A highlight of CHIANTI NYC 2014 was the guided tasting introducing marvelously varied styles of six Chianti wines:

Sorelli Chianti Riserva 2010 is herbaceous and floral, perhaps by virtue of the rare addition of 10% Trebbiano in the blend. Weighing in at 12.5% alcohol, this red wine is light enough to give good blessing to summer fish dishes, first courses and entrée salads. Aperitivo approved 🙂

Flexing a bit more muscle with 14 degrees of alcohol, the fuller-bodied Morzano il Quarto Chianti Riserva 2010 rested 24 months in third passage barrique before pleasing admirers with its floral, fruity, spice-inflected bouquet and overall harmony.

Sensuously scented Bellini Chianti Rufina Riserva 2010 impresses with rich, velvety sensations of red fruit sailing over a river of delicious acidity. Finishes with big, harmonic tannins. Nice Chianti to lay down for a bit.

Having done time in large Slavonian oak and a stint in bottle, Castello Oliveto Chianti Riserva 2010 delivers good Sangiovese flavor on a palate ever so slightly softened with a small percentage of Merlot. Enduring, elegant nose of red and black cherries and violets.

Made from 100% Sangiovese, Tenuta Cantagallo Chianti Montalbano 2010 Riserva shows a modern side with hints of vanilla and spice, berry cake bouquet and very polished palate.

Open and round, Castelvecchio Chianti Colli Fiorentini Riserva Vigna La Quercia 2010 is striking with rich dark fruit, savory herbs and a touch of smoke, a good call whenever lamb chops are within grilling range.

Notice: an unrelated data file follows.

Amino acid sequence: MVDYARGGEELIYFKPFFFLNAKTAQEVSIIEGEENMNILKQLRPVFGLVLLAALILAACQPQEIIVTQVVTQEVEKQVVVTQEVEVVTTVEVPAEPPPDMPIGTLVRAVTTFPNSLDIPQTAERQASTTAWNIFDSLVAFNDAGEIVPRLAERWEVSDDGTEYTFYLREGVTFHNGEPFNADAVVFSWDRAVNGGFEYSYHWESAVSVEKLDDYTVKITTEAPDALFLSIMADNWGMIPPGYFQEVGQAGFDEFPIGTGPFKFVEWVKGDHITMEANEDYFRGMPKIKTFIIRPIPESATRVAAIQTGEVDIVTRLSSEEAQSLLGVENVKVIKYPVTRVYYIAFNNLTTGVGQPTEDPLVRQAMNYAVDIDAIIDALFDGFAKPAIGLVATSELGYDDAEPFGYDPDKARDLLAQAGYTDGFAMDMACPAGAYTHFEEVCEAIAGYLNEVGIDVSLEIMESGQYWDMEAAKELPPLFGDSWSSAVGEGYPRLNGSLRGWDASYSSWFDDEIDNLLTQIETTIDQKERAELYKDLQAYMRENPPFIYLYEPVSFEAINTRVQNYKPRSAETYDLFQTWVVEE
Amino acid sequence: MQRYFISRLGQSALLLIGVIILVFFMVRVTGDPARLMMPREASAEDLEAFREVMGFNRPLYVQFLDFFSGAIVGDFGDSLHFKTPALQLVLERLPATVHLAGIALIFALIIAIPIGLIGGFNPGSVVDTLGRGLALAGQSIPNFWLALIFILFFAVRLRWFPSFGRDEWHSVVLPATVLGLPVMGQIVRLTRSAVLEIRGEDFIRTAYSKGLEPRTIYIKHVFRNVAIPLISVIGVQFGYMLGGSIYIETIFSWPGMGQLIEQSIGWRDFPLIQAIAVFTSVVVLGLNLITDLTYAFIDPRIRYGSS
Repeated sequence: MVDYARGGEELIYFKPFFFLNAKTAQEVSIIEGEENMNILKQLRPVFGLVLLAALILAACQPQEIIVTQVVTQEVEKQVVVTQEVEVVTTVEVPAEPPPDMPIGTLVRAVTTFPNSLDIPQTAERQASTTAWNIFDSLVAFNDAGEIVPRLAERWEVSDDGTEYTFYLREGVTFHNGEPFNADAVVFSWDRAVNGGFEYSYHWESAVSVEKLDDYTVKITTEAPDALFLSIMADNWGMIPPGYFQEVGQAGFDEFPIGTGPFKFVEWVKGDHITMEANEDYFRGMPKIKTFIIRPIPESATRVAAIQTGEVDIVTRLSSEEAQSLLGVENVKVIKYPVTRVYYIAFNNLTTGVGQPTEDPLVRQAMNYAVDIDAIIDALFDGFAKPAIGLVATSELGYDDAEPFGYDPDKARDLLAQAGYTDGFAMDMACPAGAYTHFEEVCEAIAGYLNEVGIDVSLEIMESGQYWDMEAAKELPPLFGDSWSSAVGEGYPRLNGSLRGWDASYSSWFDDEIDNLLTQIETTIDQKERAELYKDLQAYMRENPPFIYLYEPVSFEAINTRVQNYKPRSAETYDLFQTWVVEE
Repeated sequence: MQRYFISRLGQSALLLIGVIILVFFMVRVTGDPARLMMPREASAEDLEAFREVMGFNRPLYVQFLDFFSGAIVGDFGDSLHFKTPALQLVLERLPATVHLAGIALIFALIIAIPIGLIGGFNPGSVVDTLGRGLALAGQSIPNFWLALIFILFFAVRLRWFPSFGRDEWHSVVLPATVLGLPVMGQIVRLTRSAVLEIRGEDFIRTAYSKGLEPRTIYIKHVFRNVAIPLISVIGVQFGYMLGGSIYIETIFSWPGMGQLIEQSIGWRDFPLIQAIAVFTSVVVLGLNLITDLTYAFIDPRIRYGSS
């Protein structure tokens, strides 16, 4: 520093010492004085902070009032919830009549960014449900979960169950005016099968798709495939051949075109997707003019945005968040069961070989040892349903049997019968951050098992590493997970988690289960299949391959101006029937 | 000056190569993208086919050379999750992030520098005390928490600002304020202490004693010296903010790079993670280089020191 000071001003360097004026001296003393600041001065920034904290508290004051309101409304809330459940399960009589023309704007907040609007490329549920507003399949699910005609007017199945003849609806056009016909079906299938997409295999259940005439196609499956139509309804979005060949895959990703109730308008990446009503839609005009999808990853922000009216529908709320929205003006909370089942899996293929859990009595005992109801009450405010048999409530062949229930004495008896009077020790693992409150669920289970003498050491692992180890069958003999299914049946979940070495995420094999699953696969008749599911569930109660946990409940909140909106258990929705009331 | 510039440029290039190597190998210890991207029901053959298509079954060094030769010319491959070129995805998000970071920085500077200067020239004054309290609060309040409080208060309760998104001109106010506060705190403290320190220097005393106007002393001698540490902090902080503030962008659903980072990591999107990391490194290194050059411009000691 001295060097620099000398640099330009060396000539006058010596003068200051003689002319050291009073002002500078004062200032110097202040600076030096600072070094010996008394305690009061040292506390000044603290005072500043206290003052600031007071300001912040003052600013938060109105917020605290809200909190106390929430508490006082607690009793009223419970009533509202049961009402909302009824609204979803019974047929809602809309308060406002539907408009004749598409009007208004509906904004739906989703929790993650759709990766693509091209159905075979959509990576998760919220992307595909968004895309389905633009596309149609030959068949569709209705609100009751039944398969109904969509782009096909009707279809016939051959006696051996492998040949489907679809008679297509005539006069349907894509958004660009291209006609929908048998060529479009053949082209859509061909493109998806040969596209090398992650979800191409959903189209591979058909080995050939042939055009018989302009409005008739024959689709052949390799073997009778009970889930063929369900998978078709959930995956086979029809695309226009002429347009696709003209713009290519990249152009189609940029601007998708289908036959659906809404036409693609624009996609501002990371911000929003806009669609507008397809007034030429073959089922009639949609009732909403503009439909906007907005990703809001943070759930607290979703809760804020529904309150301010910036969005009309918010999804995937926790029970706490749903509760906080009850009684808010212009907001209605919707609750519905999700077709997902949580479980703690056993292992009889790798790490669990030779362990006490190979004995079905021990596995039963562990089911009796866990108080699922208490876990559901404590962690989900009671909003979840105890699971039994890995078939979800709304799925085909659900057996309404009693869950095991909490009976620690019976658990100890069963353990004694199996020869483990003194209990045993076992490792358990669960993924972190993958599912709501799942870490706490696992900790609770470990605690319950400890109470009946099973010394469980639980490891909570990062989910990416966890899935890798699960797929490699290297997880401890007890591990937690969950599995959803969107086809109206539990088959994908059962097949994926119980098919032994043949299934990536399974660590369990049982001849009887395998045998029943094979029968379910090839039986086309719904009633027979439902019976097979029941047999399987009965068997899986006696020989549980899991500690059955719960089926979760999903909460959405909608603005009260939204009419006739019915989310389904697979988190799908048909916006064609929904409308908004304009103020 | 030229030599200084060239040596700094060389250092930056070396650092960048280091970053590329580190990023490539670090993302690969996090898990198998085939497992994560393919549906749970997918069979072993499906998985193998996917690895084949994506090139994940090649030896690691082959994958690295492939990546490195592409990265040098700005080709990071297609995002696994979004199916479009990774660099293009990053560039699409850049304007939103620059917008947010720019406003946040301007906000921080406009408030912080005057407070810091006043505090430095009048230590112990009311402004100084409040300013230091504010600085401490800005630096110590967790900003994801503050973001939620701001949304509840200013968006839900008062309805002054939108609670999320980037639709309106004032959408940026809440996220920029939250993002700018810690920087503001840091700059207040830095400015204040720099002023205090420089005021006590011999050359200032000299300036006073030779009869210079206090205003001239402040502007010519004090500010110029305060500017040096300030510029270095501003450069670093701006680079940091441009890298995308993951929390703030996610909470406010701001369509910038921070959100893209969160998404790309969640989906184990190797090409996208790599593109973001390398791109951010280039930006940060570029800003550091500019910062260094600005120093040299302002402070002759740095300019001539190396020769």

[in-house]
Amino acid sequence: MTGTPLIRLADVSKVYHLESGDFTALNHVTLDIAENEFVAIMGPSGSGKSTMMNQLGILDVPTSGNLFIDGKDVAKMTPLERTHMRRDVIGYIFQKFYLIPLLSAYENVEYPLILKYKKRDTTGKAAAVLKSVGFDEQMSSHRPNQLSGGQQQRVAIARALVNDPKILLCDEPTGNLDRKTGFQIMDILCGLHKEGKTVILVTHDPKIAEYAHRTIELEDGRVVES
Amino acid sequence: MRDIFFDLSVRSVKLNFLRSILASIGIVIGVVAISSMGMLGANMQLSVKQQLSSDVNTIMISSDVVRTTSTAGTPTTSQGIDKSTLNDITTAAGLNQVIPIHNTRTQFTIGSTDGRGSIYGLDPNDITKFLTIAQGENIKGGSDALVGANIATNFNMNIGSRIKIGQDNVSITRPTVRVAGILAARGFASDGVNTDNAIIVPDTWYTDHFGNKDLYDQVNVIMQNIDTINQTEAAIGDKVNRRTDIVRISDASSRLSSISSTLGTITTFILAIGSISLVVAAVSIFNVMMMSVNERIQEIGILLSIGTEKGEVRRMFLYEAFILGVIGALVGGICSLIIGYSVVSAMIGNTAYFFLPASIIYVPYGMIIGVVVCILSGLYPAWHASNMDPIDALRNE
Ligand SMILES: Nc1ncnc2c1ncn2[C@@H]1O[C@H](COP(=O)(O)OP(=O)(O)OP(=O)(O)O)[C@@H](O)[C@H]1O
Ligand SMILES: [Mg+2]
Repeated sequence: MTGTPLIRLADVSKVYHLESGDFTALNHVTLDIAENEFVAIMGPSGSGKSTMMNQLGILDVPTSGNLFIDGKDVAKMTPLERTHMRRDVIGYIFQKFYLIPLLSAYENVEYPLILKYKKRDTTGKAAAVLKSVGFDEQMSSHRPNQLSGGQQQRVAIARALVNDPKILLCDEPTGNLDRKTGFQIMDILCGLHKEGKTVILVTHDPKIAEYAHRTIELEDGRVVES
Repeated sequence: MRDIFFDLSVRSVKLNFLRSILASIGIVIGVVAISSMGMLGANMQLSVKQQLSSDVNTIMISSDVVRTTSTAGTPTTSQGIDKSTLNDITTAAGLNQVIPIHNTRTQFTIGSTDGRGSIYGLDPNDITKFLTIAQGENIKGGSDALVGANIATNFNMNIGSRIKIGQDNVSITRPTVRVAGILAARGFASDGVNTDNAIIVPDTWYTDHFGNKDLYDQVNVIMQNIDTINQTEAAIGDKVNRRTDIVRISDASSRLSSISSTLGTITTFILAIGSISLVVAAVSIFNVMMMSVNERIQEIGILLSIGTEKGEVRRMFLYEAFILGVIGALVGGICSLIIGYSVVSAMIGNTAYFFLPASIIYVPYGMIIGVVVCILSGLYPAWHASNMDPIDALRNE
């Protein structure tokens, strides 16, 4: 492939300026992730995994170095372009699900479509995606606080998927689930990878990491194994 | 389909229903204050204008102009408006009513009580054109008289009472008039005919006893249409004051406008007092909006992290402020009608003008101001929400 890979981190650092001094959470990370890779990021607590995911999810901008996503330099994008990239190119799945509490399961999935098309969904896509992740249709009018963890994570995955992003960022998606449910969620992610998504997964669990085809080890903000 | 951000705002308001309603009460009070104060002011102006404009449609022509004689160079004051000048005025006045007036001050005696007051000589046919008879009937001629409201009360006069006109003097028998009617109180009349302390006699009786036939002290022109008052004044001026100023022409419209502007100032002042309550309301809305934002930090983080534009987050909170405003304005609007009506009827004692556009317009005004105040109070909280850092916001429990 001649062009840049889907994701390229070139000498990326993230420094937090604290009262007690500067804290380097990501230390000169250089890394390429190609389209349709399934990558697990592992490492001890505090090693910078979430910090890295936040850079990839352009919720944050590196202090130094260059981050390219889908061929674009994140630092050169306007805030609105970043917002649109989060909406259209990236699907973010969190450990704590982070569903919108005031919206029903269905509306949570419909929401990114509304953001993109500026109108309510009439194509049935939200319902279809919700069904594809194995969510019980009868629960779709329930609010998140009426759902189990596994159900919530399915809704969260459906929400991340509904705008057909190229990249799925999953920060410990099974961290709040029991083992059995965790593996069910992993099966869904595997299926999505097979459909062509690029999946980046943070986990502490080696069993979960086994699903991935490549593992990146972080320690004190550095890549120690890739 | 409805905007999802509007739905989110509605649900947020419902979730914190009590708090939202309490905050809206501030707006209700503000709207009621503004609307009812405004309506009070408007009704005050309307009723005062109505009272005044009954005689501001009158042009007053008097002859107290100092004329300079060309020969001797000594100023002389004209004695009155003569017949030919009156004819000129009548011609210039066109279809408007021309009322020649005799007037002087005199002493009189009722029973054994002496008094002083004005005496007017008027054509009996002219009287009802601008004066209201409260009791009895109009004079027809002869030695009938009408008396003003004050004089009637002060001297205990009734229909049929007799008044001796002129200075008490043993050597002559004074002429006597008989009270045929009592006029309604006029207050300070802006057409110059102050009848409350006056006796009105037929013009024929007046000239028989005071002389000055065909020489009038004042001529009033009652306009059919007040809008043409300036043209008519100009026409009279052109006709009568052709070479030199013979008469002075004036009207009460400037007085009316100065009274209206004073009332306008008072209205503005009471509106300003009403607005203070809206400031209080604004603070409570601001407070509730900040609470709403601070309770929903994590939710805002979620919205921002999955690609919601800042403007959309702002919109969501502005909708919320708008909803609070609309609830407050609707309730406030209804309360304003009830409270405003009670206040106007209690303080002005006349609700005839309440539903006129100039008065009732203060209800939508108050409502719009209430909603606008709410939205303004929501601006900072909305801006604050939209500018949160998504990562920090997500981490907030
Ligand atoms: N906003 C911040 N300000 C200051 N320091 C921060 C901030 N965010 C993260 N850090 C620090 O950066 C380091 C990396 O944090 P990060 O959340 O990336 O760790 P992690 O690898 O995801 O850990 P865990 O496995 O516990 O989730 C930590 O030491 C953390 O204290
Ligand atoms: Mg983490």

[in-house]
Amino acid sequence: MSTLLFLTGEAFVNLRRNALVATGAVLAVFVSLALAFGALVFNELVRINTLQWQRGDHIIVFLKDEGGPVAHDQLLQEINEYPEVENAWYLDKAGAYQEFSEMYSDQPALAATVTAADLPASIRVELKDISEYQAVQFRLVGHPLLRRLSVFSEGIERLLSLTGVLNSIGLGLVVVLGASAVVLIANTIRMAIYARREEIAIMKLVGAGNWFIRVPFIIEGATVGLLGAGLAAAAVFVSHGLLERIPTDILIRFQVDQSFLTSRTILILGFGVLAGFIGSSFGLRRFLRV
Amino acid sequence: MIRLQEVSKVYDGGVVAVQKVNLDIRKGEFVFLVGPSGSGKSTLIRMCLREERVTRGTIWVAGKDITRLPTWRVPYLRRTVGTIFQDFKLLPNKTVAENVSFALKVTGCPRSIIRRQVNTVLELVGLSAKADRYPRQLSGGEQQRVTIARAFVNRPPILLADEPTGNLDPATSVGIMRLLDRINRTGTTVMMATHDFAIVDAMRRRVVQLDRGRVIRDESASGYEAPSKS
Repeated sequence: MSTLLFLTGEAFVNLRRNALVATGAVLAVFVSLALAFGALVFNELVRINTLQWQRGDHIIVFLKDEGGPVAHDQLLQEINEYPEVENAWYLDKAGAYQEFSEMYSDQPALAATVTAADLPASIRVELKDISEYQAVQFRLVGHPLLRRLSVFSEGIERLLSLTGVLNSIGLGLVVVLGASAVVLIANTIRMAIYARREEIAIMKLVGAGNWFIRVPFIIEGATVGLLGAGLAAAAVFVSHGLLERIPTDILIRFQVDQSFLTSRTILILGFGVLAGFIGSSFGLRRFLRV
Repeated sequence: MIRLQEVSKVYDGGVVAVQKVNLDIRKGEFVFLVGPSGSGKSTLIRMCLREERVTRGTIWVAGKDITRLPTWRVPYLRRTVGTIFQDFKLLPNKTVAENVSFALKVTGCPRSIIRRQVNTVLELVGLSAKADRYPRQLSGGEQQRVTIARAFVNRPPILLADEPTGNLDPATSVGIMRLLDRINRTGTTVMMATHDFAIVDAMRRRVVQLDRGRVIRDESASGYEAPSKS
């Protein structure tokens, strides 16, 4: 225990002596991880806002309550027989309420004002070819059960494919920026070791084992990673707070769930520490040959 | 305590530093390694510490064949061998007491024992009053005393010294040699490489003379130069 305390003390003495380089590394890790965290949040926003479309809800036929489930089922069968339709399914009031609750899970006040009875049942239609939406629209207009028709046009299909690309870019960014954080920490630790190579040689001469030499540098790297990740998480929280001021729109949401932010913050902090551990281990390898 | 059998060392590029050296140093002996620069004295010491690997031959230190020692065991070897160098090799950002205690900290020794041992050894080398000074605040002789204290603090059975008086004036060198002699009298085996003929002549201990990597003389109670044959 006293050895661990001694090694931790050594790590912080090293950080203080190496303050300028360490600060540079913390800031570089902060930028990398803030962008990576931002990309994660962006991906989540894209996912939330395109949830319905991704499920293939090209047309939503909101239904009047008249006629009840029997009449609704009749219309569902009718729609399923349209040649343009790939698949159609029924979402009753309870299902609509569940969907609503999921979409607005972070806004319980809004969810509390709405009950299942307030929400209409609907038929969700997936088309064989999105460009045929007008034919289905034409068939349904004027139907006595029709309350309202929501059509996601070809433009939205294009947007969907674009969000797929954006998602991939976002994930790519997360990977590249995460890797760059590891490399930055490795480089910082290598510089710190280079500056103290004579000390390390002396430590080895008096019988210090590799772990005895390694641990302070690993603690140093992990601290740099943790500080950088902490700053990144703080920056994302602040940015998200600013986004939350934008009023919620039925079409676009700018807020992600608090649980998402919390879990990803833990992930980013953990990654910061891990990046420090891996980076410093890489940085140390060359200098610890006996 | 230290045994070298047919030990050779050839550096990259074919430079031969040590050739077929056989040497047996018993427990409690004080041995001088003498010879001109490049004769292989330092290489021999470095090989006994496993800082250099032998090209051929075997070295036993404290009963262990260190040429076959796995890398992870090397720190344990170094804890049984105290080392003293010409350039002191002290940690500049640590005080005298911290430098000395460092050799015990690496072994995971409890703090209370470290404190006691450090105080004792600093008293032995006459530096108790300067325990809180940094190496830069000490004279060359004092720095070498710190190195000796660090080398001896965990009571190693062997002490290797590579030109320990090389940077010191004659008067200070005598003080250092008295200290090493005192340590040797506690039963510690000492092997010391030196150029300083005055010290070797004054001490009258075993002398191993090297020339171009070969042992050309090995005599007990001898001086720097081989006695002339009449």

Just a note on Chianti serving temperature: even in better restaurants, Chianti is oftentimes served too warm at 18 C / 65 F or warmer. Recommend you enjoy Chianti at a slightly cooler temperature, say, 16 C / 60 F to receive its message. (You really must try a slightly cooled Chianti paired to sushi or sashimi.)

Whether you’re craving an insane burger creation from some hipster chef, feeling zen-ed out and sushi-addicted, hanging with investment bankers for a clubby evening of steaks, or visiting home for a Sunday serving of Mom’s roasted pork loin studded with rosemary and garlic – whatever foodie flag you may be flying – today’s Chianti wines can deliver unique, affordable pairings for every budget and level of sophistication.

And that’s cool.
#Chianticool, to be precise 😉

Related Post, Chianti, Turning the Page: Notes from Chianti NYC 2013
For additional information about Chianti wines and territory, click over to Chianti Consorzio